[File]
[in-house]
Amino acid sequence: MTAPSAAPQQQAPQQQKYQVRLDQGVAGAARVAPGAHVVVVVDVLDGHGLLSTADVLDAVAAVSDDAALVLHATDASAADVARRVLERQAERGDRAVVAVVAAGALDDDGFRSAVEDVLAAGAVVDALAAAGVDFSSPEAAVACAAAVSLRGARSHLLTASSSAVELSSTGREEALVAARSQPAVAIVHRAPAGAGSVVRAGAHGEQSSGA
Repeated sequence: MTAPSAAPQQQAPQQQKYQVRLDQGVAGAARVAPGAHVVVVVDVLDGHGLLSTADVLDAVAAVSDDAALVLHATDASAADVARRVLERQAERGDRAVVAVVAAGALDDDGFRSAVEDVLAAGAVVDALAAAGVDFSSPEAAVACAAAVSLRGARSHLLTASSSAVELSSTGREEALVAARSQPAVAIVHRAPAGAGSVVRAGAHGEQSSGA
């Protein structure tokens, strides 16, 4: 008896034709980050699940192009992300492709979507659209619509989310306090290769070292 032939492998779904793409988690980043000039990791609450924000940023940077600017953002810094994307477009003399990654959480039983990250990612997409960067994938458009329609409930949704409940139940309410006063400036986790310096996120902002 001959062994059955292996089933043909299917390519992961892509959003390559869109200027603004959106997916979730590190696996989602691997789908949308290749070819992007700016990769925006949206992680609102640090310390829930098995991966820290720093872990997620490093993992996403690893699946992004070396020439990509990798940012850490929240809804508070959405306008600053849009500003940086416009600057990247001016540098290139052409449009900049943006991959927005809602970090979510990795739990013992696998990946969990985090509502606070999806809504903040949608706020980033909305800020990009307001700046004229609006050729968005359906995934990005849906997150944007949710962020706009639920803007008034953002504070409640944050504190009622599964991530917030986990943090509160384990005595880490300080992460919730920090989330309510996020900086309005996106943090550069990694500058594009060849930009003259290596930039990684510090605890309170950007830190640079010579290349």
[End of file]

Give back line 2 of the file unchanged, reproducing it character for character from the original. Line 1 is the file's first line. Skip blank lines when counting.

Amino acid sequence: MTAPSAAPQQQAPQQQKYQVRLDQGVAGAARVAPGAHVVVVVDVLDGHGLLSTADVLDAVAAVSDDAALVLHATDASAADVARRVLERQAERGDRAVVAVVAAGALDDDGFRSAVEDVLAAGAVVDALAAAGVDFSSPEAAVACAAAVSLRGARSHLLTASSSAVELSSTGREEALVAARSQPAVAIVHRAPAGAGSVVRAGAHGEQSSGA